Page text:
The group is thought to have paved the way for other Christian musicians. Sir Cliff Richard, in a foreword to The Joystrings book, acknowledges: “It was back in the days when guitars in church, let alone music with a beat, were for many a definite no-no. But there, in the forefront of Christian evangelism, even with a track in the secular charts, were The Salvation Army’s Joystrings, proving that the Devil certainly didn’t have all the good music!

“Thank you to all those who dared to go where others were much too cautious, for making it easier for me and for countless other Christian musicians who have come since, to minister musically in the only way we know how.”

The group disbanded in 1968 and Sylvia and her husband, Peter, continued on in Salvation Army ministry – running corps (Salvation Army churches), working in the UK, South Africa and Australia. In October 2002, Peter was appointed second-in-command of the Netherlands and Czech Republic Territory, with Sylvia working in the territory’s women’s ministries. Now retired, they continue active personal ministry, conducting services and leading weekends across the United Kingdom, along with some overseas ministry.

The book is available from SP&S priced at £14.95 (+£4.95 P&P) or via mail order.

Joystings Book Tour

Tuesday 10 September
Butlins, Skegness Book launch and evening concert (interviews in the afternoon)

Friday 13 September
Poole, Dorset, ‘An Audience With …’

Sunday 15 September
Winton Harvest

Friday 4 October
Cradley Heath Book ‘An Audience With …’

Saturday 5 October
Coventry Book ‘An Audience With …’

Sunday 6 October
Coventry Home and Family Day

Saturday/Sunday 12/13 October
Bristol Staple Hill corps anniversary with book launch Sunday evening

Sunday 20 October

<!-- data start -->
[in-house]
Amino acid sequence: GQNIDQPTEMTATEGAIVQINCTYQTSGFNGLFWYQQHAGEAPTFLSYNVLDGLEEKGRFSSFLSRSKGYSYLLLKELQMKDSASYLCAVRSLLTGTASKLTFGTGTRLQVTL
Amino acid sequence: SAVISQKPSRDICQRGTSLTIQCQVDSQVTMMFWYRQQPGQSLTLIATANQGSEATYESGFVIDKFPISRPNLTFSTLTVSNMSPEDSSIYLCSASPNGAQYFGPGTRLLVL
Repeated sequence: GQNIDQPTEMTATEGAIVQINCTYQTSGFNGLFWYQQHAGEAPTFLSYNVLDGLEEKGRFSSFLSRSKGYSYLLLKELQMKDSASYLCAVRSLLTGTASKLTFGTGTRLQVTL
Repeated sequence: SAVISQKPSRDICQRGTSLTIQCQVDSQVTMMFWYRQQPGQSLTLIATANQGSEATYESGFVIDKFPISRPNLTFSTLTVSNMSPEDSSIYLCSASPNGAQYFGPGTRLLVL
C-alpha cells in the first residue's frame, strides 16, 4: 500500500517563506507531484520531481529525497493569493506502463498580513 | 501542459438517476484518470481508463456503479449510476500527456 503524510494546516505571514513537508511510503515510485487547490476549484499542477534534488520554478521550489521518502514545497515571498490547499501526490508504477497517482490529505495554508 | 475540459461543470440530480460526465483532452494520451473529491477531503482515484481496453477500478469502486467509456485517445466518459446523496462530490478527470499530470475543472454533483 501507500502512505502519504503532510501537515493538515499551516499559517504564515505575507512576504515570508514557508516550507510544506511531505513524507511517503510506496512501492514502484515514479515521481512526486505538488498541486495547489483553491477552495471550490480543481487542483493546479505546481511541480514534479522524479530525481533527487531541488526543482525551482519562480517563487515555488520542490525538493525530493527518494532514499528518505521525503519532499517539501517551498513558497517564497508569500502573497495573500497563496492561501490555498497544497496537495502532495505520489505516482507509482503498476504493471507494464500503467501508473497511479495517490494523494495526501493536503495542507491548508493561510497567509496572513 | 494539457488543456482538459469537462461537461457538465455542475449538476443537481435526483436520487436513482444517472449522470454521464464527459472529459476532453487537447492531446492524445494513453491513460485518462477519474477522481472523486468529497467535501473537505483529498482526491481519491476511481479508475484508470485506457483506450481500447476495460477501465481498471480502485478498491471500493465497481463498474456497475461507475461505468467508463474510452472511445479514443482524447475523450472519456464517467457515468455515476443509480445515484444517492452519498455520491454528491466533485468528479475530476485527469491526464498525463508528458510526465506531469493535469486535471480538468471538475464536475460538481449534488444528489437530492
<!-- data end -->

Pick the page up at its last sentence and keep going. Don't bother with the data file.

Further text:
Peterborough Citadel morning meeting and pm 'An Audience with ...'

Friday 25 October
Worthing Citadel

Saturday 26 October
Hadleigh Temple 'An Audience with ...'

Sunday 3 November
Bristol Easton morning meeting and pm  'An Audience with ...'

Monday 25 November
Christmas Carol Concert at the Royal Albert Hall - book launch with Joystrings music and book-signing


Submitted by Gordon on

The Joystrings brought something new and exciting to Christianity, and were willing to take God's message in to those places where some Christians refuse to go even today.

The music is authentic sixties pop, but remains as fresh today as it always has. If only there were a Christian band today that captured the attention of the media and the charts in the way that The Joystrings did.

If it were not for The Joystrings ... and I didn't discover their music until the seventies ... I probably wouldn't be writing this today.

Add new comment

Plain text

  • No HTML tags allowed.
  • Web page addresses and e-mail addresses turn into links automatically.
  • Lines and paragraphs break automatically.

Let us know your thoughts about this news story. This is an open, family-friendly community to encourage everyone to get involved, so please keep your comments clean and follow our Guidelines so we can publish your comment.

This question is for testing whether or not you are a human visitor and to prevent automated spam submissions.
Enter the characters shown in the image.